Fannie Mae warns lenders it won’t accept mortgages using Riverside, Madison Title

Riverside previously called reports of ban “inaccurate”

Riverside Abstract's Shaul Greenwald and Madison Title Agency's Joseph Rosenbaum (Riverside, Madison Title, Getty)
Riverside Abstract's Shaul Greenwald and Madison Title Agency's Joseph Rosenbaum (Riverside, Madison Title, Getty)

Title insurers Riverside Abstract and Madison Title are facing a bigger problem with Fannie Mae than they have let on, according to a memo from the agency obtained by The Real Deal.

“Until further notice, we will not accept delivery of any mortgage loan closed using Madison or Riverside in any capacity,” Fannie Mae deputy general counsel Jeff Goodman wrote to lenders.

Fannie Mae Cautions Lenders About Riverside, Madison Title
Fannie Mae’s Jeff Goodman

The reason, he wrote, is that New Jersey-based Riverside and Madison participated in real estate closings orchestrated by Boruch Drillman that were deemed fraudulent by the Department of Justice.

About two weeks ago, a lawyer’s email surfaced that said some servicers and sellers had stopped doing business with the two title insurers. Both companies scrambled to do damage control. Last week, Riverside told its employees that it had reached an agreement to sell the company because of false rumors that it was barred from serving as a title or escrow agent for Fannie Mae and Freddie Mac loans.

But Goodman’s memo, first reported by ten31, appears to indicate that the rumors were true. His message warns lenders that if they “fail to comply with any requirements, including this,” Fannie Mae could seek remedies under its contract with them.

Goodman cited a federal court filing in December as well as a recent press release about Drillman from the Department of Justice that named Riverside and Madison.

The release detailed a sweeping fraud scheme by the real estate investor in which he bought properties, then used bogus documents to show he paid more than the actual price. With those documents, he allegedly obtained larger loans from lenders than they would have otherwise made.

The Department of Justice said Riverside and Madison handled two of Drillman’s fraudulent closings. Neither title insurer was charged.

“Madison Title has not been accused of any wrongdoing, and we are proud of our record of trustworthiness and integrity,” a spokesperson for Madison said in a statement. “We remain steadfast in our commitment to transparency, telling our story, and addressing any concerns.”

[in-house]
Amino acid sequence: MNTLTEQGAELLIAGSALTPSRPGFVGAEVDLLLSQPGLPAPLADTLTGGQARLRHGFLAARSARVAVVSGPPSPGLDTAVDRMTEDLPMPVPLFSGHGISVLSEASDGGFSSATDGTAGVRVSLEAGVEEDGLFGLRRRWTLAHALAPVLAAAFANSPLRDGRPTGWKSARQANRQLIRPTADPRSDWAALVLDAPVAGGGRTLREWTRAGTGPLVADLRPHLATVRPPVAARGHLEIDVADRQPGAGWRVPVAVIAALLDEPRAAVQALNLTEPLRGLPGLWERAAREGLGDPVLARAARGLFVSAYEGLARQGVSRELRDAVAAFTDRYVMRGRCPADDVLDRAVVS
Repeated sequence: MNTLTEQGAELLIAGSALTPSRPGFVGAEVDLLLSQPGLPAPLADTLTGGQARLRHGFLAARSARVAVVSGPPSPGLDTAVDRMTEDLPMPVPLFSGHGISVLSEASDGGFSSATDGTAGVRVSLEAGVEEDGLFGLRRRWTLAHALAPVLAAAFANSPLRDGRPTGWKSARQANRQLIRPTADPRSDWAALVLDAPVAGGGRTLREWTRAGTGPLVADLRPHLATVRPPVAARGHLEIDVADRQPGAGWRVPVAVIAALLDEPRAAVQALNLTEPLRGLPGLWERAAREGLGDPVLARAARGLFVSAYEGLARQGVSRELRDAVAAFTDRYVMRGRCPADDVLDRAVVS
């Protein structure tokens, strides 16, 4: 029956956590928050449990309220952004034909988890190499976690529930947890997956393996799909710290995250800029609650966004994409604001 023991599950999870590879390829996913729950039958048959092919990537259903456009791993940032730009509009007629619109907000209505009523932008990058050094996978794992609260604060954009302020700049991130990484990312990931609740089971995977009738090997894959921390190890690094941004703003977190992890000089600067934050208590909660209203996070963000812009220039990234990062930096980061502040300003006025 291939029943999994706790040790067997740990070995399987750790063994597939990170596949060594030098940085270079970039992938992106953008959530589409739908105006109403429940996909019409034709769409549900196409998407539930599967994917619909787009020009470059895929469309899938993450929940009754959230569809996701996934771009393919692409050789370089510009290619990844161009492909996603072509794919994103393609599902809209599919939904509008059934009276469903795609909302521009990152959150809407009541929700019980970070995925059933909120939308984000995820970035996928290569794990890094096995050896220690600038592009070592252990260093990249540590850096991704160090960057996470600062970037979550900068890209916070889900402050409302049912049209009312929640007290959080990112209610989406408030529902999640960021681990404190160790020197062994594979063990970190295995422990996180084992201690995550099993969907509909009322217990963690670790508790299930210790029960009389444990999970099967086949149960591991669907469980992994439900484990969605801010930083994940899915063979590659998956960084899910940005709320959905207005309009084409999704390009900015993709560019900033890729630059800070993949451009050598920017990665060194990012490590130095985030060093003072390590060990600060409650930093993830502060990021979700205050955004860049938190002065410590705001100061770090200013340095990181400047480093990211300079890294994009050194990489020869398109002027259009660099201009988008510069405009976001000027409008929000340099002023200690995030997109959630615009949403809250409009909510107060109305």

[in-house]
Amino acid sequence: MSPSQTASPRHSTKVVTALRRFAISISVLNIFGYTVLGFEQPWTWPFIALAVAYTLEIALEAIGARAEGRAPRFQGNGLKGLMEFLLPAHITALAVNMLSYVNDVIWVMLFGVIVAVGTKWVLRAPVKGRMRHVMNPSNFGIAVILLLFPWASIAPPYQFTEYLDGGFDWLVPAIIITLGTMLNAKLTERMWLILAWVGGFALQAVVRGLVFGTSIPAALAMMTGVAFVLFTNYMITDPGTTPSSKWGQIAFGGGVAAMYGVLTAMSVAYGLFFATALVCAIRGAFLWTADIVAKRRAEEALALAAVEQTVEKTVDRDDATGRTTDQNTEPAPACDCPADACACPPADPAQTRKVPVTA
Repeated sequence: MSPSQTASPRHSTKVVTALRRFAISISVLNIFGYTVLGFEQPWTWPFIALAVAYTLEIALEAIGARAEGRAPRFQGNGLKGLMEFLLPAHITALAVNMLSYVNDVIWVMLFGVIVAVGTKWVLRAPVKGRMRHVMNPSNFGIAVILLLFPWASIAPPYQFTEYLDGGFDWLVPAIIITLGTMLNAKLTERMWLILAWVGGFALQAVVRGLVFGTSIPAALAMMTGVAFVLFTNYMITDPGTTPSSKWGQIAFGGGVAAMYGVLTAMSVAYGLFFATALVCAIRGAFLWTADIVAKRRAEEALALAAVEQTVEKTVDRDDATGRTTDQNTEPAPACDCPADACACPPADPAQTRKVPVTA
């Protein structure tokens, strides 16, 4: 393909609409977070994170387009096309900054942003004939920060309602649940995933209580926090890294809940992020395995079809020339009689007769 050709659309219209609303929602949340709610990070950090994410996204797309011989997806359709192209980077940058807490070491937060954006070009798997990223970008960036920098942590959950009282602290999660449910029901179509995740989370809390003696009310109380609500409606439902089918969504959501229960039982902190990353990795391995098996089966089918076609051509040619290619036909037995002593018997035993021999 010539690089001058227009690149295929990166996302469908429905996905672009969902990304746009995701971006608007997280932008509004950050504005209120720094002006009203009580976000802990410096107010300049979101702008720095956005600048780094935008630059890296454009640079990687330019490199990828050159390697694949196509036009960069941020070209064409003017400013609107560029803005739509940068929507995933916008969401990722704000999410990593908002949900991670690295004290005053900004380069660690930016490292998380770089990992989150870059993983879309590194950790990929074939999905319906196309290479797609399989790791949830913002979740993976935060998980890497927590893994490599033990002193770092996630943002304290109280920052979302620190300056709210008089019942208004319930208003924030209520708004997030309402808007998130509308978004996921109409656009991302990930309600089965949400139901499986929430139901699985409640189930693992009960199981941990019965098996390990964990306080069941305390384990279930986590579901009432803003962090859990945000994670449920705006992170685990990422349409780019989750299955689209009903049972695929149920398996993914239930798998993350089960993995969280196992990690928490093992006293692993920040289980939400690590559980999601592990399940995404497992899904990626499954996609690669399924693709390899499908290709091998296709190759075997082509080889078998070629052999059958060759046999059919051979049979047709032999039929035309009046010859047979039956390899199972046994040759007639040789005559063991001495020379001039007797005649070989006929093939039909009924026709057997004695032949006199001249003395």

Riverside Abstract, which reached a tentative deal to sell itself to health care entrepreneur Avery Eisenreich, did not return requests for comment.

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Madison and Riverside are major players in the tri-state area. Both cracked the top 10 in The Real Deal’s 2018 list of the largest title insurers.

Fannie and Freddie are quasi-private entities that buy multifamily and residential loans from lenders. That gives lenders the capacity to issue new loans, providing liquidity to the mortgage market. The agencies function as a government backstop for a huge portion of U.S. mortgages.

For title insurers, acceptance by Fannie and Freddie is crucial because many mortgages are only granted if the loans can be sold to one of the entities.

Fannie Mae has guaranteed about 21 percent of multifamily outstanding mortgage debt in recent years. Fannie and Freddie support about 70 percent of the residential mortgage market. The entities purchase, guarantee and securitize conforming but not jumbo mortgages.

It is not clear how long the edict in Goodman’s memo will remain in effect, but the consequences for Riverside and Madison could be dire. Any multifamily or residential lender planning to sell a loan to Fannie would likely require the borrower to use another title insurer.

Riverside and Madison could shift their focus to large commercial mortgages or high-end residential loans, which are not backstopped by Fannie and Freddie.

Title insurance is an opaque but lucrative niche in real estate. It is supposed to prevent fraud and ensure buyers receive a clean and proper title to the property.

News about Riverside and Madison’s troubles started to appear a few weeks ago. A lawyer from Troutman Pepper sent an email to a client stating that some servicers and lenders were backing away from doing business with the two companies.

When the email leaked out, Troutman Pepper attempted to walk it back. In a statement, the firm apologized, endorsed the companies, and said the email contained “inaccurate statements” that were not approved by the firm. But Troutman did not specify which statements were incorrect.

“Troutman Pepper attorneys have worked with Madison Title and Riverside for many years in hundreds of loans; their services are professional and high quality, and we look forward to continuing to work together for many years to come,” the firm said.

Around the same time, Riverside Abstract emailed employees about its sudden sale, blaming the lawyer’s statement that it was barred from serving as a title and escrow agent for Fannie and Freddie loans.

“That statement was entirely false and it has since been retracted and an apology has been issued,” the company wrote. “But the inaccurate statement caused harm to our business and reputation.”

Meanwhile, Madison Title, through a public relations firm, asked The Real Deal to include Troutman’s reference to “inaccurate statements” in its coverage of the letter. The public relations firm said Madison Title felt that “updating the story with this language below would help clarify that the earlier published statements were in fact inaccurate.”

Goodman’s memo may explain why the law firm did not spell out exactly what was untrue in its lawyer’s leaked email.